Developing and Testing an Idea
|Paul Plsek, MS, Paul E. Plsek & Associates, Inc.; Author, Accelerating Health Care Transformation with Lean and Innovation: The Virginia Mason Experience; Former Member, Innovations Exchange Editorial Board|
Developing and Testing an Idea
|By Paul E. Plsek, MS, Paul E. Plsek & Associates, Inc.; Author, Accelerating Health Care Transformation with Lean and Innovation: The Virginia Mason Experience; Former Member, Innovations Exchange Editorial BoardAn innovative idea has no value until it is put into action. Developing and testing an idea are the initial steps in a change management process that will transform the idea into a reality that advances patient care.|
Strategies for Change Management
The innovator who is preparing to develop and test an idea needs to strike a balance between creative enthusiasm and realistic assessment. During the initial stage of idea generation, it is important to suspend judgment, avoid being overly critical, and brainstorm without constraints. After all, creative thinking often requires that you temporarily escape from your organization’s structures and rules. During development and testing, however, it is time to start applying critical judgment, and ask whether an idea will actually work. In order to successfully implement an innovation, you need to engage your organization’s structures and rules—at least enough to get permission to do something that might be radically new. An effective innovator must both “rock the boat and stay in it,” in the words of Helen Bevan, a quality improvement specialist with the United Kingdom’s National Health Service.1 Development and testing are key parts of the change process, because they allow you to gradually engage the organization so it can embrace a new way of doing things.
The literature on change management (such as the work of John Kotter2) points to factors that facilitate the process of developing and testing an innovation, including the following:
When developing an idea, the innovator needs to cultivate support for it, while inviting constructive criticism. “Think before you speak” is a good motto during the development stage, because most people are better at idea criticism than idea creation. Initial criticism of an incompletely thought-through idea can dampen the innovator’s enthusiasm, encourage “piling on” by other critics, and cause those who might otherwise support the idea to withdraw. The idea champion should carefully select a small, representative group of people who can be constructively critical, and ask them to participate in developing the idea before it is shared more widely. Keep in mind that idea development takes time; shortcutting the development process is a common pitfall, and it often leads to half-baked ideas that will fail.
The goal of development is to strengthen the idea’s strong points, while shoring up its weak points. When conducting a SWOT (strengths, weaknesses, opportunities, threats) analysis of the idea, be sure to address the following questions3, many of which are derived from the work of Edward de Bono4:
Evaluation of an innovative idea will remain an abstract and intuitive process, until you test the idea in a concrete way to find out what will actually happen. By using the language of “testing” instead of “implementing,” you can allay fears and lower resistance to the new idea. Be sure to approach testing in a genuine way: You must be willing to abandon the idea, or dramatically modify it, if the initial test doesn’t go well. Remember that testing is a way to engage others: it gives them the opportunity to tweak the idea and make it their own. Encourage people to provide input during the testing process, and avoid reacting defensively to suggestions. When people see that their input is being used to modify the idea, they will be more likely to put in the effort required to make the idea work, implement the innovation more widely, and sustain it over time.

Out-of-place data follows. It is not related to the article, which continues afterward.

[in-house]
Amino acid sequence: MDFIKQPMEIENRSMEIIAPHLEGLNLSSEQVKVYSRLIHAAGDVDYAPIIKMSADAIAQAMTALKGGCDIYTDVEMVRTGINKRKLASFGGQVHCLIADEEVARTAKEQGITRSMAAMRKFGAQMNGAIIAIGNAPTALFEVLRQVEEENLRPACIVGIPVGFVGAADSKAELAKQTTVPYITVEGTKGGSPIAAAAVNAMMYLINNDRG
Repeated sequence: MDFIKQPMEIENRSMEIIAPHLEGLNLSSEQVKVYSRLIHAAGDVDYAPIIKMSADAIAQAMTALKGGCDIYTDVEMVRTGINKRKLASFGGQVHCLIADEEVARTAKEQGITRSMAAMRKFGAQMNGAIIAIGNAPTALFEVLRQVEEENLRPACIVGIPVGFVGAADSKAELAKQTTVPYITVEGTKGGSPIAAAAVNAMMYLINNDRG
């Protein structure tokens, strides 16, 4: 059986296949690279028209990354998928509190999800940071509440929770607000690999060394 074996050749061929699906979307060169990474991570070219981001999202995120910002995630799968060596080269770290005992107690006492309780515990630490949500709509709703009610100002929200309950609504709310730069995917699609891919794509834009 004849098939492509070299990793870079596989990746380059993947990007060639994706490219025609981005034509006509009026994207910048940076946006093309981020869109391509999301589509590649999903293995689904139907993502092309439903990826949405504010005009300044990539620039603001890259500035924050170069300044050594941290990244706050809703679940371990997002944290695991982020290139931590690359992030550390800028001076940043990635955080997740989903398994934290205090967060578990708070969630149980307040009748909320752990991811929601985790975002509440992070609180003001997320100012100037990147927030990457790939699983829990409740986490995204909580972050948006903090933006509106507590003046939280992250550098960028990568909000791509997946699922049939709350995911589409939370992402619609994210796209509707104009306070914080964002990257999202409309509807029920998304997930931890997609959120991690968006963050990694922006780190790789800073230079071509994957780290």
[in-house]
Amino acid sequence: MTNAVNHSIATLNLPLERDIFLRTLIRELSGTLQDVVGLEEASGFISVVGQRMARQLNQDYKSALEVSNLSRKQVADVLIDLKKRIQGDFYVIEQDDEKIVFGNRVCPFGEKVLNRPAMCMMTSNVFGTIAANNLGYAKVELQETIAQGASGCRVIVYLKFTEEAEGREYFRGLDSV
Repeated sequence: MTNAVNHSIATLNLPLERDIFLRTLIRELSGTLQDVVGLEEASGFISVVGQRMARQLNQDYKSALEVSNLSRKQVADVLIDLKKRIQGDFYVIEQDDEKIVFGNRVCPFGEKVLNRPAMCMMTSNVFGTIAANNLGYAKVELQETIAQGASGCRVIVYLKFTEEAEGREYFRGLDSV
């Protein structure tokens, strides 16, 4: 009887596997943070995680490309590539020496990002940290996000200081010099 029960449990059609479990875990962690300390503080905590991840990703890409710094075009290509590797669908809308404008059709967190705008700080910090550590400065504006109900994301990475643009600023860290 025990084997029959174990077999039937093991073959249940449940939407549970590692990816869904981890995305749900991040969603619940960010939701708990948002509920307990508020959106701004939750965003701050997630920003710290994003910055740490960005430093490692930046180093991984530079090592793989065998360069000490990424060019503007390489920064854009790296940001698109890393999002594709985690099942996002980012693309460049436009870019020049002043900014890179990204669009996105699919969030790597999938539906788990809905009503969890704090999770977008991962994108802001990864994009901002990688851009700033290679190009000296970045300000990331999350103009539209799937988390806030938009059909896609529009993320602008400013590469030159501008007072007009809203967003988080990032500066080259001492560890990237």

In order to learn and to gain confidence, start by testing the idea on a small scale. This may mean testing it for just a few hours, or during just a few cycles of the process, or with just a few patients. Here are some suggestions for planning and conducting the testing process:
About Paul Plsek, MS
Mr. Plsek is an internationally recognized consultant on innovation in complex organizations. A former research engineer at Bell Laboratories and director of corporate quality planning at AT&T, he now operates his own consulting practice and is the developer of the concept of DirectedCreativity™. His health care clients have included the National Health Service (NHS) in England, Kaiser Permanente, the Veterans Health Administration, the SSM Health Care System, and the Mayo Clinic. Mr. Plsek is the Chair of Innovation at the Virginia Mason Medical Center (Seattle), an innovator-in-residence at MedStar Health (DC–Baltimore), Director of the NHS Academy for Large-Scale Change (UK), a former senior fellow at the Institute for Healthcare Improvement, an active research investigator, a popular conference speaker, and a former member of the Innovations Exchange Editorial Board. He is the author of dozens of peer-reviewed journal articles and seven books, including Creativity, Innovation and Quality; Edgeware: Insights from Complexity Science for Health Care Leaders; and Accelerating Health Care Transformation with Lean and Innovation: The Virginia Mason Experience.
Disclosure Statement: Mr. Plsek is an independent management consultant who advises health care organizations on innovation strategy.